|The Cradle - Gary Hume|
“If I can't see regret in a painting, then I think it's less than truthful.”
Gary Hume is an artist whose idea of perfect beauty is truth, no matter how awkward the truth may be. With high-gloss household paint, he makes enigmatic portraits and still lifes in which identifying characteristics have been re-focused, reproportioned, or removed altogether.
Yearning is always present in Hume's work, a reaching out to grasp some elemental quality of sex, death, or a woman. The melancholia is candy-colored, but the candy here is inedible, its dirty pastels grinding off acid yellows and prosthetic limb flesh tones.
In a survey of the artist's work over the last 20 years currently showing at the Tate Britain, the model Kate Moss is boiled down to a bas-relief of her eyes rendered in calamine lotion pink, with singer Michael Jackson's surgery-mutilated nose plopped on top. The German Chancellor Angela Merkel becomes a sea foam-colored head with a lemon chin. Outlines of naked women reflect the viewer's face in their creamy, sensual sheen.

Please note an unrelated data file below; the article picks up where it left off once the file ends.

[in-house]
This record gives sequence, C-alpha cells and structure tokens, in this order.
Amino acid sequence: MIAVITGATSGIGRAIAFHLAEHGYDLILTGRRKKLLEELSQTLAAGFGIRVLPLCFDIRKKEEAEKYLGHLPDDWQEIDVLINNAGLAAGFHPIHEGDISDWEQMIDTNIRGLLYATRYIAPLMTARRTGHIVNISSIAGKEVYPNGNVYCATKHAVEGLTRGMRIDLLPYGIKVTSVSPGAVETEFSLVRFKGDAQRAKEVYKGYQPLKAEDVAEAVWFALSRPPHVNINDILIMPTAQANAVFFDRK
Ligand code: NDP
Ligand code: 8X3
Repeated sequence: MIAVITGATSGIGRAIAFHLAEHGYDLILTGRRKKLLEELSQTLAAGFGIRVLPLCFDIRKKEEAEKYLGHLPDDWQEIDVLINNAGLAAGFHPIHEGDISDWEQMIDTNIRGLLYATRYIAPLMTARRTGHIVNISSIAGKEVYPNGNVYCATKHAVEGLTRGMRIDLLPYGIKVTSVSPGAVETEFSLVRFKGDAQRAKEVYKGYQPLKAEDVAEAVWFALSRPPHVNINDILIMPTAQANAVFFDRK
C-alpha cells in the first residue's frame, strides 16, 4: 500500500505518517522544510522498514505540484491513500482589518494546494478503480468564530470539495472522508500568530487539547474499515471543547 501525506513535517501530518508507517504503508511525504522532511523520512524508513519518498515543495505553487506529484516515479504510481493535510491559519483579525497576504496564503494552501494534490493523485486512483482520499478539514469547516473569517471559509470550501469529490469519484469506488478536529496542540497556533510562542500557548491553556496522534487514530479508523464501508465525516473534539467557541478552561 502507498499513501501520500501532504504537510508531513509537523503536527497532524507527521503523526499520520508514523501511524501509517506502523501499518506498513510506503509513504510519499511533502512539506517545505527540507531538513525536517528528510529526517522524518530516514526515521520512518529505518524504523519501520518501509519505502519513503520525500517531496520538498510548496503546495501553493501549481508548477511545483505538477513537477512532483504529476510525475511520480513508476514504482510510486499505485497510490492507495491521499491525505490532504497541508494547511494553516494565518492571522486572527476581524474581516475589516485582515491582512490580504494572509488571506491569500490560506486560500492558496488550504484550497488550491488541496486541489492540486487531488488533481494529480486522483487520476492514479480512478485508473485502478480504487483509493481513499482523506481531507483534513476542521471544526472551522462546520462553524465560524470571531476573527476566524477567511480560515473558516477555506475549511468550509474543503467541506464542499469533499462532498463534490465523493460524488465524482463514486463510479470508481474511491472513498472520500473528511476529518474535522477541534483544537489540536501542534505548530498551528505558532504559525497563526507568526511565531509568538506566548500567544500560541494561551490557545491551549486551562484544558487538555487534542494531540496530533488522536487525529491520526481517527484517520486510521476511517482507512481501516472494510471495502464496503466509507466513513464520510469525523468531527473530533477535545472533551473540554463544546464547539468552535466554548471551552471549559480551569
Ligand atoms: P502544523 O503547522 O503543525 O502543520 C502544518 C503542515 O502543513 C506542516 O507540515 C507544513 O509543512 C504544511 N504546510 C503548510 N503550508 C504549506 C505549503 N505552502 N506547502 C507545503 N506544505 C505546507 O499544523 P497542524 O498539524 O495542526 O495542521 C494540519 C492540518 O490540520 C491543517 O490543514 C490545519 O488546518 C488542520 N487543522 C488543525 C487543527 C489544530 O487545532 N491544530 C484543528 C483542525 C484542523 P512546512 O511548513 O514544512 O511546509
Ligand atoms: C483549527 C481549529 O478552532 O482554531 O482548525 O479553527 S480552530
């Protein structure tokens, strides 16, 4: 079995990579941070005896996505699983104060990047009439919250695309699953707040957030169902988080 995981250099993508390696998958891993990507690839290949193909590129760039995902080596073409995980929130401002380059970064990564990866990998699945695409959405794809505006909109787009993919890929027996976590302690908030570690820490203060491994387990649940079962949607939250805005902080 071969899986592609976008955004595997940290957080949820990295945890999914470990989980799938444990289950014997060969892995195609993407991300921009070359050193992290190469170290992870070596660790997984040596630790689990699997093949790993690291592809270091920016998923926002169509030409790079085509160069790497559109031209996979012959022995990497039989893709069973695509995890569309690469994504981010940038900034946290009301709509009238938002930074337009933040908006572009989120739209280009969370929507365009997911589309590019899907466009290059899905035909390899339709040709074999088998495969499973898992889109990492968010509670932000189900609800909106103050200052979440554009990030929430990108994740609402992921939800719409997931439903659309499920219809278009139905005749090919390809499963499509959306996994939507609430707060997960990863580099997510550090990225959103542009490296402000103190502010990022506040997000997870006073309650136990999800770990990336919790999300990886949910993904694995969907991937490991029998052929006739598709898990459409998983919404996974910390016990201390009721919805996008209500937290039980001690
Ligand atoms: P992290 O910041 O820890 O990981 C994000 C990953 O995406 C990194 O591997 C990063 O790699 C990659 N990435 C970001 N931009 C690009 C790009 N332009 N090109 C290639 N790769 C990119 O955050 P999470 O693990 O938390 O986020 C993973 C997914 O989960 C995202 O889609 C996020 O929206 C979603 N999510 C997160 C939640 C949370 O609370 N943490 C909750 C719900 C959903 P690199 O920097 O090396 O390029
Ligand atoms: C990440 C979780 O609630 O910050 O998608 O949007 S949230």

|Angela Merkel - Gary Hume|
Hume celebrates the ordinary and casts a forensic eye over small details of the subjects that fascinate him. The results are knowingly naïve paintings and sculptures that seduce with wrong colors and disarm with tenderness.
|Hume's Tulips on a special June edition of UK Bazaar|
I interviewed Hume for a BBC Radio 6 Music segment called "Three Minute Epiphany". He's a winsome storyteller who speaks entertainingly about his relationship to his work. You can listen to it here.
Gary Hume will be on at Tate Britain 5 June - 1 September